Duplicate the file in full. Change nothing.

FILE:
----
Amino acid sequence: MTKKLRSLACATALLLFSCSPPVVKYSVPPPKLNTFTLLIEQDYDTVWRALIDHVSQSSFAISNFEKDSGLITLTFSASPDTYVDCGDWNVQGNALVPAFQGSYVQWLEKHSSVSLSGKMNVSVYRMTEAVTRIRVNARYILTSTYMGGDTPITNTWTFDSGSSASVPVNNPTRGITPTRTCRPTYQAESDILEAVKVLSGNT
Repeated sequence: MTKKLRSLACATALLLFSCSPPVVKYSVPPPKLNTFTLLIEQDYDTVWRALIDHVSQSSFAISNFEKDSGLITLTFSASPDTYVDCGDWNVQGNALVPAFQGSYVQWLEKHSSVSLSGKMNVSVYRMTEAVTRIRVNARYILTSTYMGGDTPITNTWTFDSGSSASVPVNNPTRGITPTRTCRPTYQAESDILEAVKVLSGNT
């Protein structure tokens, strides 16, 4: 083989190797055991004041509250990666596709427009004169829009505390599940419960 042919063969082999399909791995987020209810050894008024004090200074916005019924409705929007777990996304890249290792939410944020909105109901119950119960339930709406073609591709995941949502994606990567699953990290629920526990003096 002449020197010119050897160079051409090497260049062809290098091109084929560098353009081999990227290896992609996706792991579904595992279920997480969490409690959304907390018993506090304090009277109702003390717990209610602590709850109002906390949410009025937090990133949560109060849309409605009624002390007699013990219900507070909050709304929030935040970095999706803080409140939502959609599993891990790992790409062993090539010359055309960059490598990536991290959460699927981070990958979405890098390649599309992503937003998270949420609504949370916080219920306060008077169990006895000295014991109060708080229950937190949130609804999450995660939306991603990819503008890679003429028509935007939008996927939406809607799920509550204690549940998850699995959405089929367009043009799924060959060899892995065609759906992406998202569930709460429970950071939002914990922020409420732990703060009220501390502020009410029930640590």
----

Amino acid sequence: MTKKLRSLACATALLLFSCSPPVVKYSVPPPKLNTFTLLIEQDYDTVWRALIDHVSQSSFAISNFEKDSGLITLTFSASPDTYVDCGDWNVQGNALVPAFQGSYVQWLEKHSSVSLSGKMNVSVYRMTEAVTRIRVNARYILTSTYMGGDTPITNTWTFDSGSSASVPVNNPTRGITPTRTCRPTYQAESDILEAVKVLSGNT
Repeated sequence: MTKKLRSLACATALLLFSCSPPVVKYSVPPPKLNTFTLLIEQDYDTVWRALIDHVSQSSFAISNFEKDSGLITLTFSASPDTYVDCGDWNVQGNALVPAFQGSYVQWLEKHSSVSLSGKMNVSVYRMTEAVTRIRVNARYILTSTYMGGDTPITNTWTFDSGSSASVPVNNPTRGITPTRTCRPTYQAESDILEAVKVLSGNT
């Protein structure tokens, strides 16, 4: 083989190797055991004041509250990666596709427009004169829009505390599940419960 042919063969082999399909791995987020209810050894008024004090200074916005019924409705929007777990996304890249290792939410944020909105109901119950119960339930709406073609591709995941949502994606990567699953990290629920526990003096 002449020197010119050897160079051409090497260049062809290098091109084929560098353009081999990227290896992609996706792991579904595992279920997480969490409690959304907390018993506090304090009277109702003390717990209610602590709850109002906390949410009025937090990133949560109060849309409605009624002390007699013990219900507070909050709304929030935040970095999706803080409140939502959609599993891990790992790409062993090539010359055309960059490598990536991290959460699927981070990958979405890098390649599309992503937003998270949420609504949370916080219920306060008077169990006895000295014991109060708080229950937190949130609804999450995660939306991603990819503008890679003429028509935007939008996927939406809607799920509550204690549940998850699995959405089929367009043009799924060959060899892995065609759906992406998202569930709460429970950071939002914990922020409420732990703060009220501390502020009410029930640590």